This book starts with a bang by detailing a 2006 vision in which an angel appeared before author James Goll wearing a glowing robe and a gold sash emblazoned with the words: “Israel Awakening.” From there, Goll never lets up. He delivers a combination of history lesson, prophetic revelation and a stirring call to action. Many readers are likely to feel embarrassed after reading the author’s recap of the church’s shameful history, which ultimately helped fuel Adolf Hitler’s murderous elimination of 6 million Jews. Echoing the cries of “Never again!” heard in Israel, Goll urges Christians to let that be their watchword in standing against the anti-Semitism rising again across the world. The Coming Israel Awakening is also excellent resource material, including an overview of Israel’s history, a recap of revivals and Holy Spirit movements, and a list of referral ministries. It will also inspire readers with such facts as: Christianity is the world’s leading faith (twice the growth rate of Islam), it is mushrooming in Africa, and it has created an explosion of conversions since Israel’s rebirth in 1948. —Ken Walker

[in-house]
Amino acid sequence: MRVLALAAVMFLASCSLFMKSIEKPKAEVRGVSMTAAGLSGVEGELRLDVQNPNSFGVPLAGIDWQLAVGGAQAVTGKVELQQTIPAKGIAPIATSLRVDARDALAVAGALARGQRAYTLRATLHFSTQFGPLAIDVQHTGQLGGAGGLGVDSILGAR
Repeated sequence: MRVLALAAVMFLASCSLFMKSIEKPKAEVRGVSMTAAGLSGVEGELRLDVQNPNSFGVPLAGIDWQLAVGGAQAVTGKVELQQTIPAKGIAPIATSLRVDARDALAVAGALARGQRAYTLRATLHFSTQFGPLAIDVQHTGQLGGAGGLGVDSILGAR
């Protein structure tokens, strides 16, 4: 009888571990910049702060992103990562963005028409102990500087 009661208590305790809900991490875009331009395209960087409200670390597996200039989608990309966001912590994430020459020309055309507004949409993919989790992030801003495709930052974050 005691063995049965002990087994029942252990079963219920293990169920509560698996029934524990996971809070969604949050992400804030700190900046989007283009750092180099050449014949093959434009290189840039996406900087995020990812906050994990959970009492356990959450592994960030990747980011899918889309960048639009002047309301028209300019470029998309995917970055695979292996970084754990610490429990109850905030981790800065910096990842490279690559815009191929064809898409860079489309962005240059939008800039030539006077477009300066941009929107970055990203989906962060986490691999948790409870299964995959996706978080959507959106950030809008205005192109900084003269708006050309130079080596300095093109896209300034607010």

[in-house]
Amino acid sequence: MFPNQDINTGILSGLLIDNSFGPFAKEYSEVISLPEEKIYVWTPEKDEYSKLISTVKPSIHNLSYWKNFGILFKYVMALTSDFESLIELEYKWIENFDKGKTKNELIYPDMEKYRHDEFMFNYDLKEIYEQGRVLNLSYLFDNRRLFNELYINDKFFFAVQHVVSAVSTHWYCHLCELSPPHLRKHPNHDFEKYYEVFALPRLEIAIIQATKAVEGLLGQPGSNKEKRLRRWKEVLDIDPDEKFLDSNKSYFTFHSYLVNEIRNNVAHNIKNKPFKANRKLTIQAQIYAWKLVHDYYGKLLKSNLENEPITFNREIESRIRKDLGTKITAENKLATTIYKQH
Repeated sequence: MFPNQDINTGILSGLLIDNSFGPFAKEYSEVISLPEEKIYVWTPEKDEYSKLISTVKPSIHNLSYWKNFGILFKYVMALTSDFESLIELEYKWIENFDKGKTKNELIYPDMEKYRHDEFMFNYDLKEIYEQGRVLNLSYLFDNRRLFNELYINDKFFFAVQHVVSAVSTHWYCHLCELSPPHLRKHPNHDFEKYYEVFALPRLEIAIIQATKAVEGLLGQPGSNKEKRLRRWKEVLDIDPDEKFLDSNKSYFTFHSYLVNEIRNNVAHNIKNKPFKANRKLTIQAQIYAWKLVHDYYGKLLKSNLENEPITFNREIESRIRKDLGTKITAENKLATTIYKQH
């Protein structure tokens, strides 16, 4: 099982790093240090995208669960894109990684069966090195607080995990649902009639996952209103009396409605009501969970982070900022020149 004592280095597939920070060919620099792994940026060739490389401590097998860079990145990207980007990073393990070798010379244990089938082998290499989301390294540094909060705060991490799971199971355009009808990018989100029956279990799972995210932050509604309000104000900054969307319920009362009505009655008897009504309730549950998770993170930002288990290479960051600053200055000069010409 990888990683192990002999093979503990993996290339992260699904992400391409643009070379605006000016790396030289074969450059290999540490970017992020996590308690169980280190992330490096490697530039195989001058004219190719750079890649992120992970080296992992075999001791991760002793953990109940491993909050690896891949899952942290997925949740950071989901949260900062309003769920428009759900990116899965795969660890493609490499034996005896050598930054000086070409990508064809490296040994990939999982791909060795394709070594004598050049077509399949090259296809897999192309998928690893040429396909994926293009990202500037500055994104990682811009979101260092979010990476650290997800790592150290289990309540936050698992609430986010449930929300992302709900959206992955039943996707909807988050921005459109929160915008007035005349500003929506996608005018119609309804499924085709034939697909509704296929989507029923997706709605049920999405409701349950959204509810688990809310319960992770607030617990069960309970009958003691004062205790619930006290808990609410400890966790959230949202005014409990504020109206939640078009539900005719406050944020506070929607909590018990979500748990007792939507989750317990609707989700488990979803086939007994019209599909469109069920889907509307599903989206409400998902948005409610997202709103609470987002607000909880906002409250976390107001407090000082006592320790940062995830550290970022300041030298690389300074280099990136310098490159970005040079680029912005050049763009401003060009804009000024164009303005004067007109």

What to Do on the Worst Day of Your Life
By Brian Zahnd, Christian Life, hardcover, 160 pages, $14.99.
Brian Zahnd, senior pastor of Word of Life Church in St. Joseph, Mo., uses David as an example for how we should respond on our worst day. On David’s worst day, he and his men returned home to find their city burned, their houses looted and their families kidnapped. Their first response was to weep. Zahnd affirms that God does not expect us to deny our sorrow but also explains there is a time to stop crying and start rejoicing. Holding on to grief, he writes, will turn it into self-pity and keep us from victory. He discusses other steps that must be taken: resist bitterness, find encouragement in God, receive a word from God, reorient vision, regain passion, attack, recover all, celebrate recovery, give. Zahnd doesn’t deny that tragedies and difficult events create heartbreak. But he balances empathy with challenge. He states that emotions and the reality of situations must be acknowledged but that we must also keep moving forward, believing God will fulfill His promises. —Leight DeVore